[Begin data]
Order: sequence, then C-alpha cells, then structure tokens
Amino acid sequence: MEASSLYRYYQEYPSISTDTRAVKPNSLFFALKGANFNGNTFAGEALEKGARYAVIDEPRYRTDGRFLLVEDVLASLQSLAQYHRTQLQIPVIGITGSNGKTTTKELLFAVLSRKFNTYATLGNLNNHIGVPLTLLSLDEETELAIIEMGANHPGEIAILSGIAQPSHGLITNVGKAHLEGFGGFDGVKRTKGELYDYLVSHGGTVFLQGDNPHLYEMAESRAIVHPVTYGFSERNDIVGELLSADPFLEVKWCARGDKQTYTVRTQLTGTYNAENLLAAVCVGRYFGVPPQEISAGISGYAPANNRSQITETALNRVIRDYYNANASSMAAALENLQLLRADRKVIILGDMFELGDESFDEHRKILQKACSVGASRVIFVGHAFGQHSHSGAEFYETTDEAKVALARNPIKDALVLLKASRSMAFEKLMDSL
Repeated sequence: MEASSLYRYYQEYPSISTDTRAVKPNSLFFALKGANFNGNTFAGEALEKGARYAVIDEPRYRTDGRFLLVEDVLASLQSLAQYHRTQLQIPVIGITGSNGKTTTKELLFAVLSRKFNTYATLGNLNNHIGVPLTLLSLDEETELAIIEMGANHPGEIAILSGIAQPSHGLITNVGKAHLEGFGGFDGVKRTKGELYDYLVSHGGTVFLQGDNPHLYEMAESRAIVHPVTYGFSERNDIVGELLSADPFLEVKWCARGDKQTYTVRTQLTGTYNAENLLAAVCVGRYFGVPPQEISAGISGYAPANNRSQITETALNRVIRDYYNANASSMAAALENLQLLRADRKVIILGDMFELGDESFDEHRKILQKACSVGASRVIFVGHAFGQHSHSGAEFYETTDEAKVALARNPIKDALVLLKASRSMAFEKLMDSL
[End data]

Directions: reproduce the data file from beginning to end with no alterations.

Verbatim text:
Order: sequence, then C-alpha cells, then structure tokens
Amino acid sequence: MEASSLYRYYQEYPSISTDTRAVKPNSLFFALKGANFNGNTFAGEALEKGARYAVIDEPRYRTDGRFLLVEDVLASLQSLAQYHRTQLQIPVIGITGSNGKTTTKELLFAVLSRKFNTYATLGNLNNHIGVPLTLLSLDEETELAIIEMGANHPGEIAILSGIAQPSHGLITNVGKAHLEGFGGFDGVKRTKGELYDYLVSHGGTVFLQGDNPHLYEMAESRAIVHPVTYGFSERNDIVGELLSADPFLEVKWCARGDKQTYTVRTQLTGTYNAENLLAAVCVGRYFGVPPQEISAGISGYAPANNRSQITETALNRVIRDYYNANASSMAAALENLQLLRADRKVIILGDMFELGDESFDEHRKILQKACSVGASRVIFVGHAFGQHSHSGAEFYETTDEAKVALARNPIKDALVLLKASRSMAFEKLMDSL
Repeated sequence: MEASSLYRYYQEYPSISTDTRAVKPNSLFFALKGANFNGNTFAGEALEKGARYAVIDEPRYRTDGRFLLVEDVLASLQSLAQYHRTQLQIPVIGITGSNGKTTTKELLFAVLSRKFNTYATLGNLNNHIGVPLTLLSLDEETELAIIEMGANHPGEIAILSGIAQPSHGLITNVGKAHLEGFGGFDGVKRTKGELYDYLVSHGGTVFLQGDNPHLYEMAESRAIVHPVTYGFSERNDIVGELLSADPFLEVKWCARGDKQTYTVRTQLTGTYNAENLLAAVCVGRYFGVPPQEISAGISGYAPANNRSQITETALNRVIRDYYNANASSMAAALENLQLLRADRKVIILGDMFELGDESFDEHRKILQKACSVGASRVIFVGHAFGQHSHSGAEFYETTDEAKVALARNPIKDALVLLKASRSMAFEKLMDSL